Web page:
EGU General Assembly 2020
© Author(s) 2020. This work is distributed under
the Creative Commons Attribution 4.0 License.

Weathering and conservation of tuff stone

Maria Stuff1, Katrin Rübner1, Carsten Prinz1, Nicole Rische2, Matthias Chronz2, and Hans-Carsten Kühne1
Maria Stuff et al.
  • 1Bundesanstalt für Materialforschung und -prüfung, Berlin, Germany (
  • 2OPUS Denkmalpflege GmbH, Berlin, Germany

Tuff stone, a porous pyroclastic rock, is a light and soft material. Hence, tuff is easy to handle and to transport. It is used as construction material in numerous historical buildings. Due to its high water absorption and retention potential, heterogeneous pore structure, and clay mineral content, tuff is highly sensitive to weathering by moisture expansion and salt crystallization [1; 2]. The search for a protective agent for tuff stone has been subject to scientific studies for several decades. Yet, due to the high variability and heterogeneity of tuff stone, no generally applicable means to protect tuff against weathering has been found to date. Instead, case specific solutions are developed to preserve historical buildings. Often it is necessary to remove weathered parts of the stone or exchange whole tuff ashlars to ensure the stability of the construction. Since tuff is a limited resource, it is crucial to find suitable protective agents that prolong the life-cycle of tuff stone to preserve historical buildings

To favourably influence water absorption, effective porosity, and the pore structure of tuff stone, a thorough impregnation of the stone with the protective agent is desirable. This can be achieved by the application of silica sol products, which are dispersions of colloidal amorphous silicon dioxide particles. The small particle sizes (between 10 and 100 nm) facilitate a high penetration depth. Despite of the promising results of several studies, colloidal silicas are rarely used as protective agents for tuff stone in the restauration practice [3; 4]. This may be due to the lack of long-term experiences with these materials. Furthermore, the performance of protective agents is closely related to the pore structure and chemical and mineralogical composition of the rock [5; 6]. To understand these interactions, further research is needed.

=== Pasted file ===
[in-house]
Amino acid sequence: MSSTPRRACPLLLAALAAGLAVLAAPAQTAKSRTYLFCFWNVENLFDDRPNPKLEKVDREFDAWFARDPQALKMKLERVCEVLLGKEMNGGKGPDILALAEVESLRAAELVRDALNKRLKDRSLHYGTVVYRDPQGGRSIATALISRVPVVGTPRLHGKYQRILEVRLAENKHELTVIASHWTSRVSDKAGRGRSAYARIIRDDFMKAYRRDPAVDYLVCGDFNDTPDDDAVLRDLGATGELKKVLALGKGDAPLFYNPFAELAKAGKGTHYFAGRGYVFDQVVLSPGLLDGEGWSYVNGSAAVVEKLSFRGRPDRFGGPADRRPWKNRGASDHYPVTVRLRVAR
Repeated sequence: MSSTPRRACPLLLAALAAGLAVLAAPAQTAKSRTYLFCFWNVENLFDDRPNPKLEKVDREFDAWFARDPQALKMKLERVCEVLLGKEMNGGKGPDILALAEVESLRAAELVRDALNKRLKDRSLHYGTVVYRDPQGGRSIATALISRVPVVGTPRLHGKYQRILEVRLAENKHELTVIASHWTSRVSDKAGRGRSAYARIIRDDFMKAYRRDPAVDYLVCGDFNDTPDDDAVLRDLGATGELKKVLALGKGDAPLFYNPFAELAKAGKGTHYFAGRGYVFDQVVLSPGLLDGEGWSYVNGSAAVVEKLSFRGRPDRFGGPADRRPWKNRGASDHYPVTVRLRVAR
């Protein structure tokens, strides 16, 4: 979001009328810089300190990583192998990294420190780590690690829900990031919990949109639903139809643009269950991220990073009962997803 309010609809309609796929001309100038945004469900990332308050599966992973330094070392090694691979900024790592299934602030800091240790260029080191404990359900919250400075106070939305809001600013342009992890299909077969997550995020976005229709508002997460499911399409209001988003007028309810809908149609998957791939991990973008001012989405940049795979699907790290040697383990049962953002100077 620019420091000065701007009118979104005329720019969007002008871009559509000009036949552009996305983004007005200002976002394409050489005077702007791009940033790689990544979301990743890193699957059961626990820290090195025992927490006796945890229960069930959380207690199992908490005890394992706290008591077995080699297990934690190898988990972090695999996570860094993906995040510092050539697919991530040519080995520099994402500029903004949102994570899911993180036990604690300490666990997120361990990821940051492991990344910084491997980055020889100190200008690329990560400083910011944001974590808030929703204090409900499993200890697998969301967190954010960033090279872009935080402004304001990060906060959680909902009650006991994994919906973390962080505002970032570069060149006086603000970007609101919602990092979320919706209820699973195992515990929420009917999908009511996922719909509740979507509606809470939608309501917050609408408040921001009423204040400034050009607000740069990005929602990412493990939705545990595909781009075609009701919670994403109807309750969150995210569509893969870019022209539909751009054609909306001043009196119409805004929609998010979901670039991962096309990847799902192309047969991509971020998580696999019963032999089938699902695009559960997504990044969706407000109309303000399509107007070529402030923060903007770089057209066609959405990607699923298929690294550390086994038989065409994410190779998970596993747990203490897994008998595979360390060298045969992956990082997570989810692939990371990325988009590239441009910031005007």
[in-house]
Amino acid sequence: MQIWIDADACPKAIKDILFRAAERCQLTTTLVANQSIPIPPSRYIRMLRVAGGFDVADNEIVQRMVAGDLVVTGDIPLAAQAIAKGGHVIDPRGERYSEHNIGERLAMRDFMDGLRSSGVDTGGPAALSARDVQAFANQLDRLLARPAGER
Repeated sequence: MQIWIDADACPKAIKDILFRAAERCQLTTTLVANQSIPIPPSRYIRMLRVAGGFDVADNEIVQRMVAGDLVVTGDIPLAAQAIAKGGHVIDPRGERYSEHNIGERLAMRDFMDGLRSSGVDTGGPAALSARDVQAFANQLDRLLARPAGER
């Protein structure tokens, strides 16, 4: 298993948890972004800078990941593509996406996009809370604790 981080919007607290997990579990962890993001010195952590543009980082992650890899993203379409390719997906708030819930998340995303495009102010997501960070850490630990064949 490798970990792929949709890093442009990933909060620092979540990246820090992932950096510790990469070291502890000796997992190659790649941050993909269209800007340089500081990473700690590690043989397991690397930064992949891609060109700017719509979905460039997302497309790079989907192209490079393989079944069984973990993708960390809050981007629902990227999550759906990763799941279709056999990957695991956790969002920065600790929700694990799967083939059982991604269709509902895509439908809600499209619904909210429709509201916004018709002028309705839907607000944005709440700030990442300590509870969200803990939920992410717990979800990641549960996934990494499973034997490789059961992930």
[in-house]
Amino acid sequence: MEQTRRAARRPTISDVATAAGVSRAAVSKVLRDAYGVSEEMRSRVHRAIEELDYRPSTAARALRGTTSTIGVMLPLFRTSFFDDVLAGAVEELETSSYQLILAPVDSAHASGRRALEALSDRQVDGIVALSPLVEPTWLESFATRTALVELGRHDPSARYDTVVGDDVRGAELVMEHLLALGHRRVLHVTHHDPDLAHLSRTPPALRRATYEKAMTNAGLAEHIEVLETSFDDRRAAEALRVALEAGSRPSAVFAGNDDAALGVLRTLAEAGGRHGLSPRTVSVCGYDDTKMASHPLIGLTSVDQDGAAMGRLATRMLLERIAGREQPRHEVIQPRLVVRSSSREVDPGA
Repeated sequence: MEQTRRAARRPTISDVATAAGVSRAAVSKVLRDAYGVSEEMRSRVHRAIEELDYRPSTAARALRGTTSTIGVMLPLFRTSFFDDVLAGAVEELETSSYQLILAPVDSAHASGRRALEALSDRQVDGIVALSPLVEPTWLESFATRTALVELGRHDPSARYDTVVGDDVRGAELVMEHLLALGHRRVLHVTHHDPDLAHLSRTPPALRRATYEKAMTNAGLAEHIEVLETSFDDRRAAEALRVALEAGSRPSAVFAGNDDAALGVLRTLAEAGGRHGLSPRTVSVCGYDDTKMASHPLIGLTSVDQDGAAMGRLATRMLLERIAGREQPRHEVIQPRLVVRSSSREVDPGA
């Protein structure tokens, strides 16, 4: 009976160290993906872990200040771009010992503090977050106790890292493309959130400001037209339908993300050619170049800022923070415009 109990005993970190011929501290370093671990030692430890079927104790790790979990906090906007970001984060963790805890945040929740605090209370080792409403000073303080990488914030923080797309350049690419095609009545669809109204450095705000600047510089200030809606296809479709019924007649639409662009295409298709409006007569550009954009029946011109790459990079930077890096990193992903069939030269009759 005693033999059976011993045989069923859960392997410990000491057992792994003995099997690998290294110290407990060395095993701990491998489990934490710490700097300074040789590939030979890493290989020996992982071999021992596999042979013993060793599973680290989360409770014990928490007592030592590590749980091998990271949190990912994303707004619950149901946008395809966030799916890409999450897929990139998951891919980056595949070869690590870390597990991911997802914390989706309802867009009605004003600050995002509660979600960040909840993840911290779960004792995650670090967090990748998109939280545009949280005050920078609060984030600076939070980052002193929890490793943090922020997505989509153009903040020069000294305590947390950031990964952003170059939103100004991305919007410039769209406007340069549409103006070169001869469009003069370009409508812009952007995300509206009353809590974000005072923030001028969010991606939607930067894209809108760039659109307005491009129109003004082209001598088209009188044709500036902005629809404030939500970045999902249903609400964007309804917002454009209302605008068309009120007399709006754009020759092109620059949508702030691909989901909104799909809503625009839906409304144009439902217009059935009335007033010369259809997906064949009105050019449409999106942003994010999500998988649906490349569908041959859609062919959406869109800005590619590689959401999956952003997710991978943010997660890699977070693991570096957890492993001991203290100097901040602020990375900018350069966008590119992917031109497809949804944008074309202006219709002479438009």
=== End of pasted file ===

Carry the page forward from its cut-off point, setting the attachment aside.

The aim of a current research project is to study the application of colloidal silica as protective agent for Weiberner tuff. In first tests, penetration depth and changes in the pore structure are analyzed. Furthermore, the influence of the treatment on the hygric and mechanical properties and on the durability of the stone is studied. The new data will contribute to a better understanding of tuff stone deterioration and conservation.


[1] Wedekind et al. (2013) Environ. Earth Sci. 69. [2] Pötzl et al. (2018) Environ. Earth Sci. 77. [3] Iucolano et al. (2019) Contr. Build. Mater. 202. [4] Zornoza-Indart & Lopez-Arce (2016) J. Cult. Herit. 18. [5] Török et al. (2007) Geol. Soc. London, Spec. Publ. 271. [6] Stück et al. (2008) Environ. Geol. 56.

How to cite: Stuff, M., Rübner, K., Prinz, C., Rische, N., Chronz, M., and Kühne, H.-C.: Weathering and conservation of tuff stone , EGU General Assembly 2020, Online, 4–8 May 2020, EGU2020-18178,, 2020